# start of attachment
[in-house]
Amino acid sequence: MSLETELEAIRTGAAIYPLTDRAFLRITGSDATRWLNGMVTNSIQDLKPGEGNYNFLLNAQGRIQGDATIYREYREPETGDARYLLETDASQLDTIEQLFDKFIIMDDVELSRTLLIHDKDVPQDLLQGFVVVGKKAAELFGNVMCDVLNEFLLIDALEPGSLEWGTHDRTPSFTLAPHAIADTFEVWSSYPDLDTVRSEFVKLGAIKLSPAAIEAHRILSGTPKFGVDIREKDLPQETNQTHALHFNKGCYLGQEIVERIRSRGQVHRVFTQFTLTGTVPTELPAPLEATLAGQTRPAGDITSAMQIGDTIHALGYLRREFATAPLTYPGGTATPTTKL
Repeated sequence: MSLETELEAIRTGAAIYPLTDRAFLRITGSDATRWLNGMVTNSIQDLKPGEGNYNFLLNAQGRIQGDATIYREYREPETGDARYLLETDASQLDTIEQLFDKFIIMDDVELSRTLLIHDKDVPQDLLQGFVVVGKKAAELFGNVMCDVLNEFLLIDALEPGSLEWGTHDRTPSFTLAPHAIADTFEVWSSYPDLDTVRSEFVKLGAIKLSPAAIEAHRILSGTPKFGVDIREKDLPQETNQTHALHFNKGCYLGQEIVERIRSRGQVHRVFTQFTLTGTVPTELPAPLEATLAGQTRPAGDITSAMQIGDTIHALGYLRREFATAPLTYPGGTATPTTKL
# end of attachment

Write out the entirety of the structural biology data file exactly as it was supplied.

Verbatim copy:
[in-house]
Amino acid sequence: MSLETELEAIRTGAAIYPLTDRAFLRITGSDATRWLNGMVTNSIQDLKPGEGNYNFLLNAQGRIQGDATIYREYREPETGDARYLLETDASQLDTIEQLFDKFIIMDDVELSRTLLIHDKDVPQDLLQGFVVVGKKAAELFGNVMCDVLNEFLLIDALEPGSLEWGTHDRTPSFTLAPHAIADTFEVWSSYPDLDTVRSEFVKLGAIKLSPAAIEAHRILSGTPKFGVDIREKDLPQETNQTHALHFNKGCYLGQEIVERIRSRGQVHRVFTQFTLTGTVPTELPAPLEATLAGQTRPAGDITSAMQIGDTIHALGYLRREFATAPLTYPGGTATPTTKL
Repeated sequence: MSLETELEAIRTGAAIYPLTDRAFLRITGSDATRWLNGMVTNSIQDLKPGEGNYNFLLNAQGRIQGDATIYREYREPETGDARYLLETDASQLDTIEQLFDKFIIMDDVELSRTLLIHDKDVPQDLLQGFVVVGKKAAELFGNVMCDVLNEFLLIDALEPGSLEWGTHDRTPSFTLAPHAIADTFEVWSSYPDLDTVRSEFVKLGAIKLSPAAIEAHRILSGTPKFGVDIREKDLPQETNQTHALHFNKGCYLGQEIVERIRSRGQVHRVFTQFTLTGTVPTELPAPLEATLAGQTRPAGDITSAMQIGDTIHALGYLRREFATAPLTYPGGTATPTTKL